Ouagadougou — Burkina Faso on Friday suspended the Norwegian Refugee Council from conducting humanitarian aid work in the country, citing critical interviews given to the media, including VOA.
In a letter from Helene Marie Laurence Ilboudo-Marchal, minister for humanitarian affairs, the government cited interviews that NRC representatives had carried out with Voice of America and the French newspaper Le Monde as its reason for suspending the group's activities.
The NRC said in a statement Friday that it was "working in dialogue with the government to address any concerns they may have in order to resume respectful and collaborative relations, and our humanitarian work."
The NRC's earlier interviews included claims that the government has been slow to register internally displaced people, citing a group of about 500 IDPs in the city of Ouahigouya who they said had been waiting weeks for registration and had not received aid.
The NRC also made a plea to the government to allow it to step in and assist with registration.
In an exclusive interview with VOA this week, Bakouan Yipene Florent, a spokesperson for the ministry of humanitarian affairs, rejected the claims that the IDPs in Ouahigouya had not received aid.
He said that going back to the point of IDP registration, as soon as they arrived at the site in Ouahigouya on June 12, a team was deployed immediately and handled the enumeration process.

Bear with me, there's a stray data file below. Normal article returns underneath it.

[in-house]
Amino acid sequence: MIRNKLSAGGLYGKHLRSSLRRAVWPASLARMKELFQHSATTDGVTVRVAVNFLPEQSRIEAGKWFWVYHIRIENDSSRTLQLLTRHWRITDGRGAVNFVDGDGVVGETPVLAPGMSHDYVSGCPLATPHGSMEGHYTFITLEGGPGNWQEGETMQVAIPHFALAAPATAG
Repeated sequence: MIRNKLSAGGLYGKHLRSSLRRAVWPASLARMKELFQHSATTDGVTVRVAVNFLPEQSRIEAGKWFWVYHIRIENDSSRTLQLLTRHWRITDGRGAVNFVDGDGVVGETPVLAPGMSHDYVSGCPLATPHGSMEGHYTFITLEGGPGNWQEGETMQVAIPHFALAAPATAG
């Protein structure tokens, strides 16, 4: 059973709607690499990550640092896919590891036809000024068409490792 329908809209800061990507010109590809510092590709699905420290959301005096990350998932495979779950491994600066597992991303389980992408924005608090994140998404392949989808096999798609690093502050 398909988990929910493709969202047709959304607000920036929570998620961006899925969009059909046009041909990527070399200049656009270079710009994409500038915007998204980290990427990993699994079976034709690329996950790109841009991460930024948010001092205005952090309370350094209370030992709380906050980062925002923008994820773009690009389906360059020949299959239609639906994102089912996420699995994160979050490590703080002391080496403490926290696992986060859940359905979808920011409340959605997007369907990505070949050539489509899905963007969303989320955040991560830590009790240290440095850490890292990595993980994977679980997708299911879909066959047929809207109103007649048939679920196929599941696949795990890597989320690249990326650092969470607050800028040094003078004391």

Florent noted that IDPs are registered only after they have been officially counted and some initial aid is provided, including food and $100 for each family.
He said the government had put in place a two-month plan for assistance for the group of IDPs.
When there's an influx of IDPs, Florent said, they can't be registered because traumatized people can't immediately answer necessary questions. When the first assistance ends and there has been psychological support, registration can proceed, he said.
Conflict with extremists, bandits
There are 1.3 million IDPs in Burkina Faso, which has been embroiled in a six-year conflict with armed groups linked to Islamic State, al-Qaida and local bandits. The U.N. has called it the world's fastest-growing humanitarian crisis.
Refugee advocacy groups have criticized the government recently because of a ban it placed on journalists visiting official IDP sites. The government said the ban was aimed at protecting the dignity of IDPs and the safety of journalists.
Daouda Diallo, of the Collective Against Impunity and the Stigmatization of Communities, a Burkinabe human rights group, criticized the suspension of the NRC in an interview with VOA. He said the decision showed a disregard for the fate of civilian populations that benefit from the NGO's work.
The letter from the humanitarian minister said the country was doing its best to assist IDPs under difficult circumstances.